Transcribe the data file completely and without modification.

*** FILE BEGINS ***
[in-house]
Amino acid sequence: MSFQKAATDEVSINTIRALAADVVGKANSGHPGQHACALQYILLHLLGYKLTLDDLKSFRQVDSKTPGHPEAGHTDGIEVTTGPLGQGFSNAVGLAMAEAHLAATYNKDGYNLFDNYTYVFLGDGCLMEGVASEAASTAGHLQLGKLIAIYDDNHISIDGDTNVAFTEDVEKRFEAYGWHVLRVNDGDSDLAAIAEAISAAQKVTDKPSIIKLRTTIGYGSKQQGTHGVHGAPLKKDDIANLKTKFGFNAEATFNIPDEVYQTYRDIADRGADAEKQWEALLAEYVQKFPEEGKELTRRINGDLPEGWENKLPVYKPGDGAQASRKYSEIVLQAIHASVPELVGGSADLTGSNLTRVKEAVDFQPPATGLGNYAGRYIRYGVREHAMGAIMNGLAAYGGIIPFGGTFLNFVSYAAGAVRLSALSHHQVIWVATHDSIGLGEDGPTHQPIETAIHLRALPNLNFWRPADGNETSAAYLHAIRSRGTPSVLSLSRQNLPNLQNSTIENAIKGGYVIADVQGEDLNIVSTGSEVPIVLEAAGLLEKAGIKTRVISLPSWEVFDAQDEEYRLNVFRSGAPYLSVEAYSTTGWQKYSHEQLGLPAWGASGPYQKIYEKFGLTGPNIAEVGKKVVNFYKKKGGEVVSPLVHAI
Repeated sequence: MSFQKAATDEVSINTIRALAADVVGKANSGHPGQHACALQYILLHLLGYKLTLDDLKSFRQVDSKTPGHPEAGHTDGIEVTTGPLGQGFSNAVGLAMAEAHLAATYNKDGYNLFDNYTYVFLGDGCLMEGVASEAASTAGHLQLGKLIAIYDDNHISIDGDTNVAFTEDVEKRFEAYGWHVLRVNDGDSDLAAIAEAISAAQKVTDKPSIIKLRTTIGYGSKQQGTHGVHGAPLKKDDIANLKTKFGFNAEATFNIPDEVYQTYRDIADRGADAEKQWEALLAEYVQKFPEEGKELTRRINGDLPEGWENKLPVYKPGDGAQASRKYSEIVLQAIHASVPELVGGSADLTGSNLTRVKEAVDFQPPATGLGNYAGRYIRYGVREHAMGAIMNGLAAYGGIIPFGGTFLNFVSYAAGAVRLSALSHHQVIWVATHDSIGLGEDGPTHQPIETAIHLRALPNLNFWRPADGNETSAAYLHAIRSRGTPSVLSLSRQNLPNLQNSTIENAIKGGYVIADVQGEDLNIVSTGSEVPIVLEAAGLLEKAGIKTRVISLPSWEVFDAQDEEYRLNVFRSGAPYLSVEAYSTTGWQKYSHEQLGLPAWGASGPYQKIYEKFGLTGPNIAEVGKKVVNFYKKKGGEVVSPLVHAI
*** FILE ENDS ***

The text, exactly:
[in-house]
Amino acid sequence: MSFQKAATDEVSINTIRALAADVVGKANSGHPGQHACALQYILLHLLGYKLTLDDLKSFRQVDSKTPGHPEAGHTDGIEVTTGPLGQGFSNAVGLAMAEAHLAATYNKDGYNLFDNYTYVFLGDGCLMEGVASEAASTAGHLQLGKLIAIYDDNHISIDGDTNVAFTEDVEKRFEAYGWHVLRVNDGDSDLAAIAEAISAAQKVTDKPSIIKLRTTIGYGSKQQGTHGVHGAPLKKDDIANLKTKFGFNAEATFNIPDEVYQTYRDIADRGADAEKQWEALLAEYVQKFPEEGKELTRRINGDLPEGWENKLPVYKPGDGAQASRKYSEIVLQAIHASVPELVGGSADLTGSNLTRVKEAVDFQPPATGLGNYAGRYIRYGVREHAMGAIMNGLAAYGGIIPFGGTFLNFVSYAAGAVRLSALSHHQVIWVATHDSIGLGEDGPTHQPIETAIHLRALPNLNFWRPADGNETSAAYLHAIRSRGTPSVLSLSRQNLPNLQNSTIENAIKGGYVIADVQGEDLNIVSTGSEVPIVLEAAGLLEKAGIKTRVISLPSWEVFDAQDEEYRLNVFRSGAPYLSVEAYSTTGWQKYSHEQLGLPAWGASGPYQKIYEKFGLTGPNIAEVGKKVVNFYKKKGGEVVSPLVHAI
Repeated sequence: MSFQKAATDEVSINTIRALAADVVGKANSGHPGQHACALQYILLHLLGYKLTLDDLKSFRQVDSKTPGHPEAGHTDGIEVTTGPLGQGFSNAVGLAMAEAHLAATYNKDGYNLFDNYTYVFLGDGCLMEGVASEAASTAGHLQLGKLIAIYDDNHISIDGDTNVAFTEDVEKRFEAYGWHVLRVNDGDSDLAAIAEAISAAQKVTDKPSIIKLRTTIGYGSKQQGTHGVHGAPLKKDDIANLKTKFGFNAEATFNIPDEVYQTYRDIADRGADAEKQWEALLAEYVQKFPEEGKELTRRINGDLPEGWENKLPVYKPGDGAQASRKYSEIVLQAIHASVPELVGGSADLTGSNLTRVKEAVDFQPPATGLGNYAGRYIRYGVREHAMGAIMNGLAAYGGIIPFGGTFLNFVSYAAGAVRLSALSHHQVIWVATHDSIGLGEDGPTHQPIETAIHLRALPNLNFWRPADGNETSAAYLHAIRSRGTPSVLSLSRQNLPNLQNSTIENAIKGGYVIADVQGEDLNIVSTGSEVPIVLEAAGLLEKAGIKTRVISLPSWEVFDAQDEEYRLNVFRSGAPYLSVEAYSTTGWQKYSHEQLGLPAWGASGPYQKIYEKFGLTGPNIAEVGKKVVNFYKKKGGEVVSPLVHAI